Okay, Lung Yai isn’t a Latin restaurant, but it’s such a hit that it deserves a shoutout. This laid-back Thai restaurant might be the hardest table to get in Miami — it’s tiny, it’s first come, first served, and it can be a two-hour wait on weekends. It has the best Thai food in the city, which you’ll understand when you try its Thai-style chicken wings and nam prik ong, a northern Thai curried pork. The catch? To keep things moving, every table can only order once.
Wherever you eat, end on a sweet note with a frozen treat, like café con leche ice cream flavored with Cuban coffee and Oreos, at Azucar Ice Cream Company.
Craving a drink? Ball & Chain is a mainstay for mojitos and live music, while Casa Tiki puts a Latin twist on a tropical tiki bar with exotic cocktails and a thatched roof. For something totally different, Bar Nancy is a nautical craft cocktail bar offering tasty seafaring-themed drinks like the “We’re Gonna Need A Bigger Boat” with Plymouth Gin, Florio Fernet, blueberry, lemon, and soda.
When you need groceries in Little Havana, go to Tropical Market, El Nuevo Siglo Supermarket, or El Presidente for Latin American groceries. Be sure to stroll through Los Pinareños Fruteria, a family-run, open-air fresh fruit and juice market that has been around since the 1960s.
What Little Havana lacks in major shopping malls, it makes up for in tourist and cigar shops. Wander along Calle Ocho and around Domino Park and you’ll find stores filled with Latin American art, folk art, music, books, and clothing.
Of course, when in Little Havana, Cuban cigars are a must. At the family-owned El Titan de Bronze, Cuban cigars are hand rolled in small batches for quality and authenticity. At El Rey de los Habanos, 12 rollers hand roll more than 800,000 cigars a year, and you can watch them do it. The owner is Don José “Pepin” Garcia, who spent 30 years in Cuba honing his skills rolling Cohibas, Partagas, and Montecristos before opening his shop on Calle Ocho.
From there, walk past 27th Avenue to Sentir Cubano, a Cuban memorabilia and food warehouse. After you peruse the local goods, Cuban merchandise, and artwork, don’t miss the store’s colorful exterior murals, which are great backgrounds for taking photos with friends.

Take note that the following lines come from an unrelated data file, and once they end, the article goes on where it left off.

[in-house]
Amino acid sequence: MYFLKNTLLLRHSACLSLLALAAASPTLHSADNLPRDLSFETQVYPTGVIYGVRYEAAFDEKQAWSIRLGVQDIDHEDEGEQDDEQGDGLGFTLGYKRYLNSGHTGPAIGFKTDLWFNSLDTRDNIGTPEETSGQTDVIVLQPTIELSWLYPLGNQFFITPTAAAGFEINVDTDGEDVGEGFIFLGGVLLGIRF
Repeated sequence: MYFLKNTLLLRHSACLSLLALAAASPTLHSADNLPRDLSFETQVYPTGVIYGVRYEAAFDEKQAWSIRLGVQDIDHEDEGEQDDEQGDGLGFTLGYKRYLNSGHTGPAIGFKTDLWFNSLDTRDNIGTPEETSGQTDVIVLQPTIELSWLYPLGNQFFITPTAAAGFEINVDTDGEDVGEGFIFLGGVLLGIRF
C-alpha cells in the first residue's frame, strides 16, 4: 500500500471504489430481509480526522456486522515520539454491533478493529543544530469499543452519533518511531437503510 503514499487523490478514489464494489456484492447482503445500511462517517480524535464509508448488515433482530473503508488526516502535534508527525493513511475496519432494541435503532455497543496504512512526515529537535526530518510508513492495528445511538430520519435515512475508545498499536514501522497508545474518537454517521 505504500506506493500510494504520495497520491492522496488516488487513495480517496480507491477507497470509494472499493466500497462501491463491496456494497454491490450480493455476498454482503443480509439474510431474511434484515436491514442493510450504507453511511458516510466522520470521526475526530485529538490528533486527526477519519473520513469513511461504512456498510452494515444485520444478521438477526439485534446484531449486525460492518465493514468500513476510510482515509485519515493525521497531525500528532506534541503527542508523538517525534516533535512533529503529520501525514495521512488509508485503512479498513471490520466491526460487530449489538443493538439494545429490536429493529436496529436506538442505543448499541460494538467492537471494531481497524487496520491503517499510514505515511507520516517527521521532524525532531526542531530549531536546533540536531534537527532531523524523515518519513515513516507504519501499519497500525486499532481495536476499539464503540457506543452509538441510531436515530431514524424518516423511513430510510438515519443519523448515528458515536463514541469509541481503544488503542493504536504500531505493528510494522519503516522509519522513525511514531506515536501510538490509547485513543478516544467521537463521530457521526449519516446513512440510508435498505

There are plenty of fun things to do and cool places to see in vibrant Little Havana. Every March, the neighborhood plays host to the Calle Ocho Music Festival during Carnaval Miami, a weekend of non-stop music, food, and activities in celebration of Latin and Caribbean cultures. On the last Friday of every month, Miami locals flock to Domino Plaza for Viernes Culturales, a street festival with special art exhibits, live Latin music, dancing, children’s activities, history walking tours of Calle Ocho, film debuts, and more.
If you love the visual arts, check out the local art at the Futurama 1637 Art Building, a creative workspace with 12 artist studios, or peruse the Cuban art at Molina Fine Art Gallery. Step back in time and see a movie at the 1926-built Tower Theater, which still has a lit marquee sign and vintage seats. If live music is more your scene, head to the Cubaocho Museum & Performing Arts Center, a museum and gathering space where art, live music, and dancing come alive. Wander through its exhibits, and you’ll find rare, beautiful Cuban art dating from the 1800s to 1959, and in its café bar, a really good mojito.
Part of the fun of being in Little Havana is exploring it. Watching old locals playing intense games of dominos while debating politics at Máximo Gómez Park is a pastime here. Wander down Cuban Memorial Boulevard, at the intersection of Calle Ocho and 13th Avenue, and you’ll find statues, quotes, and even a giant map of Cuba that pay tribute to Cuban veterans from the 1961 Bay of Pigs Invasion and Cuban War of Independence. Calle Ocho also has its own Walk of Fame with pink “Hollywood star” tiles highlighting Latino stars tied to South Florida — like singers Celia Cruz and Gloria Estefan. When it’s baseball season, buy tickets to see the Miami Marlins play at the nearby Marlins Stadium.
There are no colleges or universities in Little Havana. However, with the neighborhood’s close proximity to both Coral Gables and Downtown Miami, it offers easy access to University of Miami, Miami-Dade College – Wolfson, and Miami International University of Art & Design.